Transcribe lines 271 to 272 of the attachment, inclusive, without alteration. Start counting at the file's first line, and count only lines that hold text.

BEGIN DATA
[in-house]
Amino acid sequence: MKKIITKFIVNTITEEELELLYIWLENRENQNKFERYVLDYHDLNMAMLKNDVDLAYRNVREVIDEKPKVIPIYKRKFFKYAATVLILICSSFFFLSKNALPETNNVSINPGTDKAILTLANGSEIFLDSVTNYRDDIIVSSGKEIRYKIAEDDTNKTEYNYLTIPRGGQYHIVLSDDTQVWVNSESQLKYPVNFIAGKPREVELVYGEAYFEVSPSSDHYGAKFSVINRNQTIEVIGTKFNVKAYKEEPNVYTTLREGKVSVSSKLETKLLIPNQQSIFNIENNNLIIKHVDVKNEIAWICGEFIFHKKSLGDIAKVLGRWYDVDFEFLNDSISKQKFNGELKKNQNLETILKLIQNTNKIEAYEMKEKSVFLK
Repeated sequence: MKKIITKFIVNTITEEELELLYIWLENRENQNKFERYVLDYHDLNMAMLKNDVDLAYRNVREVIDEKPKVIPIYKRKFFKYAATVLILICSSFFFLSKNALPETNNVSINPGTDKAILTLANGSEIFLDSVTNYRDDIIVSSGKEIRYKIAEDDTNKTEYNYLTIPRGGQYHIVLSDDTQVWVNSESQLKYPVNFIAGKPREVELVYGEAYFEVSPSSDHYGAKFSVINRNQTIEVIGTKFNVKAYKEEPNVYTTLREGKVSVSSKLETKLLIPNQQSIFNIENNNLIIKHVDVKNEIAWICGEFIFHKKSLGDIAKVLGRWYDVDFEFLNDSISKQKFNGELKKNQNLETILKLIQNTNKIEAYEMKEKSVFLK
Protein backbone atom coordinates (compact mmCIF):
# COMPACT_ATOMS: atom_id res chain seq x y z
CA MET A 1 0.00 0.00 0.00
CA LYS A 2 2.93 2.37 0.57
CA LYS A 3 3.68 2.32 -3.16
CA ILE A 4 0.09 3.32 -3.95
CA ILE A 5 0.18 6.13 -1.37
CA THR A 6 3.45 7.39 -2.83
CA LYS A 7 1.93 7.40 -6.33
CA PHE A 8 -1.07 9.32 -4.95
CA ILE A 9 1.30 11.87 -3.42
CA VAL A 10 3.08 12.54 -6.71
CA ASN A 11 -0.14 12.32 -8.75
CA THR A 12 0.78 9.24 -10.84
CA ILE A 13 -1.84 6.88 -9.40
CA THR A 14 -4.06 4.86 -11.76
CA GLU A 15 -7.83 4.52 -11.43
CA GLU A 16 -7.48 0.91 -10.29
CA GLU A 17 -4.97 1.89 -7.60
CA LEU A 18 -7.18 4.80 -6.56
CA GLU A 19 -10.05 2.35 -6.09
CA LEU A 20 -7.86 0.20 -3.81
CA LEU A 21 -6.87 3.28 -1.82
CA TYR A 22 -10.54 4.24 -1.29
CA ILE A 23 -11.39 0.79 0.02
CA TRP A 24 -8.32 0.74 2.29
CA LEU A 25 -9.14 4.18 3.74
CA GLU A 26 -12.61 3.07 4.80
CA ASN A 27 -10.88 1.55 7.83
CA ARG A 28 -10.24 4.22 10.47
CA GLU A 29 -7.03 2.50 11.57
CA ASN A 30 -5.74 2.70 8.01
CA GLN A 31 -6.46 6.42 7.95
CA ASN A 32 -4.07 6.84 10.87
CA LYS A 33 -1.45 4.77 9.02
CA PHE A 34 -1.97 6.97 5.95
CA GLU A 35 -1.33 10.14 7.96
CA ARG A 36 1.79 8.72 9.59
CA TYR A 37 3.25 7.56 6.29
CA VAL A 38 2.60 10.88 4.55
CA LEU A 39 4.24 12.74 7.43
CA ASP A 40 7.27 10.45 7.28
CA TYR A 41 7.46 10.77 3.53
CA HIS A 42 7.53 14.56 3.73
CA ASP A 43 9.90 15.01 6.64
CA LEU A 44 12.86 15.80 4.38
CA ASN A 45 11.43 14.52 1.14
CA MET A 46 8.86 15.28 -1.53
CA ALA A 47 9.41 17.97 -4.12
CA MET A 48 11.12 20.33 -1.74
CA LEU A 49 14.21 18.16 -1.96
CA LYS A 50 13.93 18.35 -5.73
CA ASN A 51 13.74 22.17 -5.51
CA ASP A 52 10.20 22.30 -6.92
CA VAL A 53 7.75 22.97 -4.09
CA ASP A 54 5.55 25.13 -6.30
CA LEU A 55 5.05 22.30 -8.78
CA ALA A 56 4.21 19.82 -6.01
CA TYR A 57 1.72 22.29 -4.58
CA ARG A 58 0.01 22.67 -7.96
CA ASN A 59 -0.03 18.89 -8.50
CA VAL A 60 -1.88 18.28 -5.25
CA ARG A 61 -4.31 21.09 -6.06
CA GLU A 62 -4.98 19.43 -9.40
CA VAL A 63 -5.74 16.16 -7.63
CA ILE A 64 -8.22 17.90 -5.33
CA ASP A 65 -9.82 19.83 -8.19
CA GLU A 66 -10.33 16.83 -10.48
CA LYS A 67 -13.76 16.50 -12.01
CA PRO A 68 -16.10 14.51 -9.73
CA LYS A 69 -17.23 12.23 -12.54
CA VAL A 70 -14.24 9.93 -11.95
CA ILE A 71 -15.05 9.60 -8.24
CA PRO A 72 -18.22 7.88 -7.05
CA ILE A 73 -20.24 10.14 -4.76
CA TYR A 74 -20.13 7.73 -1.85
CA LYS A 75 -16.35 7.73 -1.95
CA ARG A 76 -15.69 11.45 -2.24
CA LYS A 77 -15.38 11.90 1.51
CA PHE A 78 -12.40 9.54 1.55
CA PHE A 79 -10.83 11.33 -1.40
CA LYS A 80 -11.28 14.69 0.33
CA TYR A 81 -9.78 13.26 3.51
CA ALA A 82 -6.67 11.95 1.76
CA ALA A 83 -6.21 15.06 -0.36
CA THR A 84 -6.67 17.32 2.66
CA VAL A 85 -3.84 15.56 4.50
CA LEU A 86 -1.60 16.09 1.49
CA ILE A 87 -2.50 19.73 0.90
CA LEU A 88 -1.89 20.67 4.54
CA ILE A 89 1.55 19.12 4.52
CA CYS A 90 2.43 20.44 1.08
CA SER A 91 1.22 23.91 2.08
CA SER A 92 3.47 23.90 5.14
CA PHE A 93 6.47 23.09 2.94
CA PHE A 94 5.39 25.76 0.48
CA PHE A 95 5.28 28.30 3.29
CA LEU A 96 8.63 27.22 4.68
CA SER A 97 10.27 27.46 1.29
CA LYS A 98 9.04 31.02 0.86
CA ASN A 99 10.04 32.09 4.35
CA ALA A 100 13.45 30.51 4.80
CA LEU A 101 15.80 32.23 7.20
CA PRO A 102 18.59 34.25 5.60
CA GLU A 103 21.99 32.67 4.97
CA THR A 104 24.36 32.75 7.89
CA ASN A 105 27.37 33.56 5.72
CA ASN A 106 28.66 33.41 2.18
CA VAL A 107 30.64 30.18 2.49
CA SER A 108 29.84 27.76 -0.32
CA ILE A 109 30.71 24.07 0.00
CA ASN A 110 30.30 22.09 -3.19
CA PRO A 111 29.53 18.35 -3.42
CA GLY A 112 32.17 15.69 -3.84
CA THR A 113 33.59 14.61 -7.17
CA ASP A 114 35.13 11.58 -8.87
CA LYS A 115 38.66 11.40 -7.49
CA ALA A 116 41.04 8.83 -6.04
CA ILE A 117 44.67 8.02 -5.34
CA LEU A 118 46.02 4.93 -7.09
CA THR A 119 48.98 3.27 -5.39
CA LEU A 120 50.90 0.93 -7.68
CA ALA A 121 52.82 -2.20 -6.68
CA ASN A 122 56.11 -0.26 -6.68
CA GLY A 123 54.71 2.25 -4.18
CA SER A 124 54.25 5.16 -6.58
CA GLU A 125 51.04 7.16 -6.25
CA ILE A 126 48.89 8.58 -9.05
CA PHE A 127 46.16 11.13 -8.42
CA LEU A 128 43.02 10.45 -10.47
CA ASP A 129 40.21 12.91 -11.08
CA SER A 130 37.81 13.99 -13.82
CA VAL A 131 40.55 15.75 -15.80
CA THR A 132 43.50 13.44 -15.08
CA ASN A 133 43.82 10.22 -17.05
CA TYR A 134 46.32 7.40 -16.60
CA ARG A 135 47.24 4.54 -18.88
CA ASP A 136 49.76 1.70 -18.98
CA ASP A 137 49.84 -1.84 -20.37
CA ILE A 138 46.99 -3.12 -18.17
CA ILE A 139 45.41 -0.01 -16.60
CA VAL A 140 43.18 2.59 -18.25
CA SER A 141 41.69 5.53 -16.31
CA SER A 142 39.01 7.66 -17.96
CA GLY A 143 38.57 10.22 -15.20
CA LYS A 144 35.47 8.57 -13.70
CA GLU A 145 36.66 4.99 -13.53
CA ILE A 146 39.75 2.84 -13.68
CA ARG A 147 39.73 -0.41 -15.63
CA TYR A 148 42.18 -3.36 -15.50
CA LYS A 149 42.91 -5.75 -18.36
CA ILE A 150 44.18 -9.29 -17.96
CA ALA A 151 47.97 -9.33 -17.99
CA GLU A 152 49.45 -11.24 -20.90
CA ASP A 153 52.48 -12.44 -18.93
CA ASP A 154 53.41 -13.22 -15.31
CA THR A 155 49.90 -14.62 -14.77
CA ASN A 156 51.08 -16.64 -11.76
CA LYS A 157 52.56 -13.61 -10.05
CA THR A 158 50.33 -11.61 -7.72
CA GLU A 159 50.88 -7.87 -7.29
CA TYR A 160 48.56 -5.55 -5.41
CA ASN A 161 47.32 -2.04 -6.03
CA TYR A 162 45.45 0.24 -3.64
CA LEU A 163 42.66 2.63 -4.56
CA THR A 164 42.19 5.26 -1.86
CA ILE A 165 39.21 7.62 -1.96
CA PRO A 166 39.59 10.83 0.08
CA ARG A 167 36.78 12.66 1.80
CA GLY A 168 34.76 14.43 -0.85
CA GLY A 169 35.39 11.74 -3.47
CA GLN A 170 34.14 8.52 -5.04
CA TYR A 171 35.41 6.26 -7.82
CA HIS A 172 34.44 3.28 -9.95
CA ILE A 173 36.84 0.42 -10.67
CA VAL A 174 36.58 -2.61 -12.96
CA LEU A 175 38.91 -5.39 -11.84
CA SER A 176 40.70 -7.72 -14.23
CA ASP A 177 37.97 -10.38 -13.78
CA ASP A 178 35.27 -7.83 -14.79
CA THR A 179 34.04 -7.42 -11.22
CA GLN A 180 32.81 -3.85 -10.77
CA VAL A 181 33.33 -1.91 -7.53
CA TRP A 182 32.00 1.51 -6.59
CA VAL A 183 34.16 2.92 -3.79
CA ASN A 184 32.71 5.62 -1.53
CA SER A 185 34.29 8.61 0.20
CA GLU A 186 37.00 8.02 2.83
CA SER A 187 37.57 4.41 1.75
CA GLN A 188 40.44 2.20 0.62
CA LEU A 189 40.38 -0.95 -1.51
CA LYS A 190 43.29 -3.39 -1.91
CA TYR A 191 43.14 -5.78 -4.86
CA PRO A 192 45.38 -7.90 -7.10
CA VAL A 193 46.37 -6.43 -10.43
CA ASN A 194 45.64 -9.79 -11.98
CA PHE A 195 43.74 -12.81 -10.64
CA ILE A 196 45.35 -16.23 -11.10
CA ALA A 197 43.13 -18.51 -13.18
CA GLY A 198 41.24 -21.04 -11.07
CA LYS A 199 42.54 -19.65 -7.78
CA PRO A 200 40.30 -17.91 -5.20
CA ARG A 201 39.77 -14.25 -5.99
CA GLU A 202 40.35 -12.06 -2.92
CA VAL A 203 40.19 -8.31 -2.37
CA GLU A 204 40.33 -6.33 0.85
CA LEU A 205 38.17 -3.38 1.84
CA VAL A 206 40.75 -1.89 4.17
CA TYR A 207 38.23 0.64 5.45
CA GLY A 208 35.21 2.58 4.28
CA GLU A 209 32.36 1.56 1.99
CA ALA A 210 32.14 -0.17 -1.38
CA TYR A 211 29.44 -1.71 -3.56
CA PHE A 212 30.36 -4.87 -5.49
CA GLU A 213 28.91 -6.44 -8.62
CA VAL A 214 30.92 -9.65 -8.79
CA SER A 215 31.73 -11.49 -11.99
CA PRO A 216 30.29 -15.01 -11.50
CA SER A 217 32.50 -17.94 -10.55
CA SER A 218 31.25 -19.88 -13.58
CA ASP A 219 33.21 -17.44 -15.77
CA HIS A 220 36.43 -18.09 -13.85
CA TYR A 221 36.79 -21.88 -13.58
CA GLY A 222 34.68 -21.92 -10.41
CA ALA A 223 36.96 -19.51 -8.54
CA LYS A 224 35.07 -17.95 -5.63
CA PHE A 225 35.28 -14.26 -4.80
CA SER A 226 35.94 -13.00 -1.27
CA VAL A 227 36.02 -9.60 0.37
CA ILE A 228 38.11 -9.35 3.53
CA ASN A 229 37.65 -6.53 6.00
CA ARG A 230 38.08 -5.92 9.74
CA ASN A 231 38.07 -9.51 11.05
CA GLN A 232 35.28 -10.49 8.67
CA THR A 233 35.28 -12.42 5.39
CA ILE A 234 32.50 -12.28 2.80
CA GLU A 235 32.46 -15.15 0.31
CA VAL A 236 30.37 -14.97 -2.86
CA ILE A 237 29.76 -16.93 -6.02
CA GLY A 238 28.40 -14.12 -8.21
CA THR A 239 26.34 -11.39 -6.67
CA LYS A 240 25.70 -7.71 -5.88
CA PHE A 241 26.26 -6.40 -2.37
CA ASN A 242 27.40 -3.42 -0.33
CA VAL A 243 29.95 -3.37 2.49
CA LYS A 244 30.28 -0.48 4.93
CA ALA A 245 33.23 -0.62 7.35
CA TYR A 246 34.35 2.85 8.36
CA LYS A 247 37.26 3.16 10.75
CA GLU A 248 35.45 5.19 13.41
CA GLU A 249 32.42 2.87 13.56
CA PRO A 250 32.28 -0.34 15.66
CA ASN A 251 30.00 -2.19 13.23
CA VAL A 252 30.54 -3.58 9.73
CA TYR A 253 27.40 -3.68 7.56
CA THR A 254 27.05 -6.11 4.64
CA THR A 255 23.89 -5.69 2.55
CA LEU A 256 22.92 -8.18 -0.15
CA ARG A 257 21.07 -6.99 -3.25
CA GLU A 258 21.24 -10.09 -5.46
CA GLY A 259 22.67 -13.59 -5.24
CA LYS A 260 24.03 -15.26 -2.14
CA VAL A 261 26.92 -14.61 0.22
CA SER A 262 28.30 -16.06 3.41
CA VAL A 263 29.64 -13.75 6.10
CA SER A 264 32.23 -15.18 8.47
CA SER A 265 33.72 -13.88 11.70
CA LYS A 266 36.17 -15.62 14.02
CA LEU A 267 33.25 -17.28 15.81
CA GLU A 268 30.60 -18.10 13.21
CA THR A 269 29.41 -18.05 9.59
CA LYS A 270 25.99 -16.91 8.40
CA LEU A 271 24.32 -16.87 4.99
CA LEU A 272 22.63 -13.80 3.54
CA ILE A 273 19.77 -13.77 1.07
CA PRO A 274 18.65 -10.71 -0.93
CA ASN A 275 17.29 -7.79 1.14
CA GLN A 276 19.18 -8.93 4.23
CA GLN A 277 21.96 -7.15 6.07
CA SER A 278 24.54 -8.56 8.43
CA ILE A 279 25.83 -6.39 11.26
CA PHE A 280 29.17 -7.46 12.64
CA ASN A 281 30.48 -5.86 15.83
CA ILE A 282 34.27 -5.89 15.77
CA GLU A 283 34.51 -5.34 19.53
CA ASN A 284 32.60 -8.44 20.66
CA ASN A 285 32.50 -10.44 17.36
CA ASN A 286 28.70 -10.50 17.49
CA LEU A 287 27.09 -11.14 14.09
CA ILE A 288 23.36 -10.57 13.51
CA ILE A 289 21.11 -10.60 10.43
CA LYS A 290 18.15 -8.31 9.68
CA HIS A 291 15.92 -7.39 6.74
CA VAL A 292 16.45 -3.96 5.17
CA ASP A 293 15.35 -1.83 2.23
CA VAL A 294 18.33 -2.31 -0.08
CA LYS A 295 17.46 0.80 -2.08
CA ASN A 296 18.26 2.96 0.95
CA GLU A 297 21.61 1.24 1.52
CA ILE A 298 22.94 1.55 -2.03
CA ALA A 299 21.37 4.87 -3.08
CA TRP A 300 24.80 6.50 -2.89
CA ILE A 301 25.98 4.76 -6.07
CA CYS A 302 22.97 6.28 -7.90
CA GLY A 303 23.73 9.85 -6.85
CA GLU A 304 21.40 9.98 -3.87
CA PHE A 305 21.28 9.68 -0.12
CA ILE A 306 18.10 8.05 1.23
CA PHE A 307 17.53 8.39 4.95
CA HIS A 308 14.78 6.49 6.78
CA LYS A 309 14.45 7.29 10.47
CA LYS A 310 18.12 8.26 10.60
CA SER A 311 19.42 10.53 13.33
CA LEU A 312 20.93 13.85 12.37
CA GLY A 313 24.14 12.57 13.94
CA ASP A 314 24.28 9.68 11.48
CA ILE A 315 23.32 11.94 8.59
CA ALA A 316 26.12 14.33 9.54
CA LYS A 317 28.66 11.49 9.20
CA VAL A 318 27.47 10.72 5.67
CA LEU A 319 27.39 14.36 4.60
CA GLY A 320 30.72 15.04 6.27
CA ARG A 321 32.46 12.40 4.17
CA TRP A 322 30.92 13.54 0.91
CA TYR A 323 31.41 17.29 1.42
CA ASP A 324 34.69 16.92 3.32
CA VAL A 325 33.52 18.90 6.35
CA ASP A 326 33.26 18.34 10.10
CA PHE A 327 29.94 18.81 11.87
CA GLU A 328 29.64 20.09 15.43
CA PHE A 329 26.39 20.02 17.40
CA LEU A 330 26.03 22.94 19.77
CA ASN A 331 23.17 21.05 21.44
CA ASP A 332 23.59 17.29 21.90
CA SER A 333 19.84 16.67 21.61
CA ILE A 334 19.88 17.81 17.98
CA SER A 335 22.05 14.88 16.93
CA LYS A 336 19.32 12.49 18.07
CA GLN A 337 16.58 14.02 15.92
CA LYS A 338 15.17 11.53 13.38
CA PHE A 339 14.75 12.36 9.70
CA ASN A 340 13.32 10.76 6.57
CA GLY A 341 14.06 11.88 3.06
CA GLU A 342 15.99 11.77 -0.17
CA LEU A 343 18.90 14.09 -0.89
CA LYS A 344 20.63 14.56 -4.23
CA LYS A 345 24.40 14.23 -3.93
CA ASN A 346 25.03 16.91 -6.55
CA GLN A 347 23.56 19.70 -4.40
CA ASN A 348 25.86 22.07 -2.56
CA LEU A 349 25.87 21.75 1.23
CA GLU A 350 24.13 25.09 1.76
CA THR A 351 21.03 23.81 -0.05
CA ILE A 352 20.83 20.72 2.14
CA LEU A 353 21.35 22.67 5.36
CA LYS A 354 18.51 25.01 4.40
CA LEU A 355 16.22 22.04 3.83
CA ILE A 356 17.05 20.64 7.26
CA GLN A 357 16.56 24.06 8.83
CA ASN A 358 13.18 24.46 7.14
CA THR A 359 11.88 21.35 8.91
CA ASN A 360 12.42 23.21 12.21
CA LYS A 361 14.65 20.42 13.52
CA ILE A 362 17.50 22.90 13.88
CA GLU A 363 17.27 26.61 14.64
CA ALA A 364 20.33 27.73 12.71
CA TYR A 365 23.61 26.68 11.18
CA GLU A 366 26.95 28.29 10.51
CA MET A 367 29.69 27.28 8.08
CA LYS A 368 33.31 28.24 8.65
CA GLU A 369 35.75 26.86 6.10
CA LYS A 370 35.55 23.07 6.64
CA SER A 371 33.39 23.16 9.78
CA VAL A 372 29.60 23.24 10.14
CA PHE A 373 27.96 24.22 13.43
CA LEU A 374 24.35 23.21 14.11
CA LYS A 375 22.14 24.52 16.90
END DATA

CA LYS A 266 36.17 -15.62 14.02
CA LEU A 267 33.25 -17.28 15.81